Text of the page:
Quality assurance (QA) testers create testing plans that test plans from beginning to end. The purpose of testing plans is to make sure all thresholds to ensure test objectives are met and the solution works as expected.
Testing plans are required to test all standards relevant to the project. Common standards include performance, functionality, stability, and reliability with other systems. Testing plans require meticulousness and careful planning, so QA testers should be prepared to devote their time and energy to the job.
QA tester responsibilities may include:
- Developing functional testing plans
- Documenting all steps and outcomes of testing plans
- Automating testing scripts
- Testing plans against different external systems
- Reviewing testing plans with team members
QA testers are vital in making sure software works the way it’s supposed to. In order to provide the best software possible, a skilled QA tester will:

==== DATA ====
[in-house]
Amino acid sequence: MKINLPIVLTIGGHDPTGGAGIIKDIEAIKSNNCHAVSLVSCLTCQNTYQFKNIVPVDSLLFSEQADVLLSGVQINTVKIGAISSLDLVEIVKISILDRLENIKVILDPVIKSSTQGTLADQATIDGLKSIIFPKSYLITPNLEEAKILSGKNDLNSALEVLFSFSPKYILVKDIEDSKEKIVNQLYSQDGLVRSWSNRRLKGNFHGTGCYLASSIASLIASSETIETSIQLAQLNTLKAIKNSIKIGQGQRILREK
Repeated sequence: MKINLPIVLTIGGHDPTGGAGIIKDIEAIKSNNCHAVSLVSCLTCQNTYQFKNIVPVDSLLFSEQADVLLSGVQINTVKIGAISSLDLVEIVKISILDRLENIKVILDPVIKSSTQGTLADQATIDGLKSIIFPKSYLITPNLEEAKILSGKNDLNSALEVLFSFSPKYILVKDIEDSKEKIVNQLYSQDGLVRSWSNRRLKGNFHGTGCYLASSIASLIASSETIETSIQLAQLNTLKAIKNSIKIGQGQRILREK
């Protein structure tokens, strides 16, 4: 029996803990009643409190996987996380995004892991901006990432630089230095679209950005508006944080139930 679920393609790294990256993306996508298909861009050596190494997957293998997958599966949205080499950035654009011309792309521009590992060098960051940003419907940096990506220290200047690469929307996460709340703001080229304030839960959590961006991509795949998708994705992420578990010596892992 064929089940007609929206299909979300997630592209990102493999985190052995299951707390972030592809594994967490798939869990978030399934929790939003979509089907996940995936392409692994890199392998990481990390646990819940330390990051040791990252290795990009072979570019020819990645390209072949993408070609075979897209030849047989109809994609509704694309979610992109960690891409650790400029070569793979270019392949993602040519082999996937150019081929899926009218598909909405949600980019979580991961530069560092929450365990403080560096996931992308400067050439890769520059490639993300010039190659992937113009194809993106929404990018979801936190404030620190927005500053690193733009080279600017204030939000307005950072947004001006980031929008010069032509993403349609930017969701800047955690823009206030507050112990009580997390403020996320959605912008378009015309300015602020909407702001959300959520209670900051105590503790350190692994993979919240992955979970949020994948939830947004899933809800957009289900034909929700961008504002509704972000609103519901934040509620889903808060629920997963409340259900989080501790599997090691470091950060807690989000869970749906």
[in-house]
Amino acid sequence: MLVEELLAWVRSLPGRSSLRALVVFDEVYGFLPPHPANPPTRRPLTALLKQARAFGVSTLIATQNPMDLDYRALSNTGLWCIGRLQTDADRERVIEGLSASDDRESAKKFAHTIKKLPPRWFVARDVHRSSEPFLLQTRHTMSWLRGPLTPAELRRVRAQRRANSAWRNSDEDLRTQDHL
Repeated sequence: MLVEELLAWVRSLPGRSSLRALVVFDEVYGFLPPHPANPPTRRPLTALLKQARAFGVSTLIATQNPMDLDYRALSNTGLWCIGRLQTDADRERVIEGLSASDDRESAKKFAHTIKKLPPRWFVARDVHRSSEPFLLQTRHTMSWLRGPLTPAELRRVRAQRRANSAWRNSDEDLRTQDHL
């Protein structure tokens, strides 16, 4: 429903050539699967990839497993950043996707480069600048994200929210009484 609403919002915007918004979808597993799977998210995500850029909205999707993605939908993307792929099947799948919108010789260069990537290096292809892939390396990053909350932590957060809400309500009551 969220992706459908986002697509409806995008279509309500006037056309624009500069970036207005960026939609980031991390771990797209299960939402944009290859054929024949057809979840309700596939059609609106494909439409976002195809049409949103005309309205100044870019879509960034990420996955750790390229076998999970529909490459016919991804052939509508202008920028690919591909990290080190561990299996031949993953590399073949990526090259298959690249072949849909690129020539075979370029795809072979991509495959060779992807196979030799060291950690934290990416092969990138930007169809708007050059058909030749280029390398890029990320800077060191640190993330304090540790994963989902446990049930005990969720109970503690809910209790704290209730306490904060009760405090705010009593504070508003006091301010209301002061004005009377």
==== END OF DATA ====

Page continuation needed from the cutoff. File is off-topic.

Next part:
- Possess an eye for detail to observe flaws within software
- Possess the skill needed to plan a strategy to fully test software
- Convert technical data into easily understandable reports
- Communicate software flaws clearly with developers
- Work to identify bugs as quickly as possible
In order to gain an entry-level position, candidates will need to possess at least a bachelor’s degree in computer science or a related mathematics field. Additionally, most jobs will want candidates to have at least three years of experience in the QA technical field with business systems.
Salaries for QA testers range between INR 3 LPA and INR 7 LPA with the median being INR 4.5 LPA.
Factors impacting the salary you receive as a QA tester include:
- Degrees (bachelor’s, master’s)